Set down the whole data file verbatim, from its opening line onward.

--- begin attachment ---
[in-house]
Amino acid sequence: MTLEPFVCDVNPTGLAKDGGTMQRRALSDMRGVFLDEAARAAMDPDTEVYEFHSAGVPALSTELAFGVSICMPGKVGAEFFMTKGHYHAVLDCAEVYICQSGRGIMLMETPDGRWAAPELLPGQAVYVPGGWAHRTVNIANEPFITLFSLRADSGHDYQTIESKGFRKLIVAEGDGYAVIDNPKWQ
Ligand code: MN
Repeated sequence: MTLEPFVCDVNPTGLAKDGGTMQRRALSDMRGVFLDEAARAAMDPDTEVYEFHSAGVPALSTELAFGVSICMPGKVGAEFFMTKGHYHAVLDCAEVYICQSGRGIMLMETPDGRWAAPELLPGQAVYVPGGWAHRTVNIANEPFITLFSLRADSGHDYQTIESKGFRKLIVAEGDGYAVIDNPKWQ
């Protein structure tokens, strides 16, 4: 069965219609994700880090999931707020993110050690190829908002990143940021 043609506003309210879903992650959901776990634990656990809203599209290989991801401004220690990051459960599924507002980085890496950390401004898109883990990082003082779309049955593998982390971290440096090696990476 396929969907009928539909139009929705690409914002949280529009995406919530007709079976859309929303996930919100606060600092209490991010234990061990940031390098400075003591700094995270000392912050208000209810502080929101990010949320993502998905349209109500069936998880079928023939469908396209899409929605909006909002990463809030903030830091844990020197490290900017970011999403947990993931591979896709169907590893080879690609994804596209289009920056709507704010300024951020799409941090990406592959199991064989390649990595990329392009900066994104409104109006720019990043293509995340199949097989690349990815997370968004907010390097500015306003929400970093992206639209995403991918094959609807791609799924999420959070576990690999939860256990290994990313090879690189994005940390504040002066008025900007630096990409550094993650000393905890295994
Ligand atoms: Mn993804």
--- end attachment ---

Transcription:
[in-house]
Amino acid sequence: MTLEPFVCDVNPTGLAKDGGTMQRRALSDMRGVFLDEAARAAMDPDTEVYEFHSAGVPALSTELAFGVSICMPGKVGAEFFMTKGHYHAVLDCAEVYICQSGRGIMLMETPDGRWAAPELLPGQAVYVPGGWAHRTVNIANEPFITLFSLRADSGHDYQTIESKGFRKLIVAEGDGYAVIDNPKWQ
Ligand code: MN
Repeated sequence: MTLEPFVCDVNPTGLAKDGGTMQRRALSDMRGVFLDEAARAAMDPDTEVYEFHSAGVPALSTELAFGVSICMPGKVGAEFFMTKGHYHAVLDCAEVYICQSGRGIMLMETPDGRWAAPELLPGQAVYVPGGWAHRTVNIANEPFITLFSLRADSGHDYQTIESKGFRKLIVAEGDGYAVIDNPKWQ
């Protein structure tokens, strides 16, 4: 069965219609994700880090999931707020993110050690190829908002990143940021 043609506003309210879903992650959901776990634990656990809203599209290989991801401004220690990051459960599924507002980085890496950390401004898109883990990082003082779309049955593998982390971290440096090696990476 396929969907009928539909139009929705690409914002949280529009995406919530007709079976859309929303996930919100606060600092209490991010234990061990940031390098400075003591700094995270000392912050208000209810502080929101990010949320993502998905349209109500069936998880079928023939469908396209899409929605909006909002990463809030903030830091844990020197490290900017970011999403947990993931591979896709169907590893080879690609994804596209289009920056709507704010300024951020799409941090990406592959199991064989390649990595990329392009900066994104409104109006720019990043293509995340199949097989690349990815997370968004907010390097500015306003929400970093992206639209995403991918094959609807791609799924999420959070576990690999939860256990290994990313090879690189994005940390504040002066008025900007630096990409550094993650000393905890295994
Ligand atoms: Mn993804």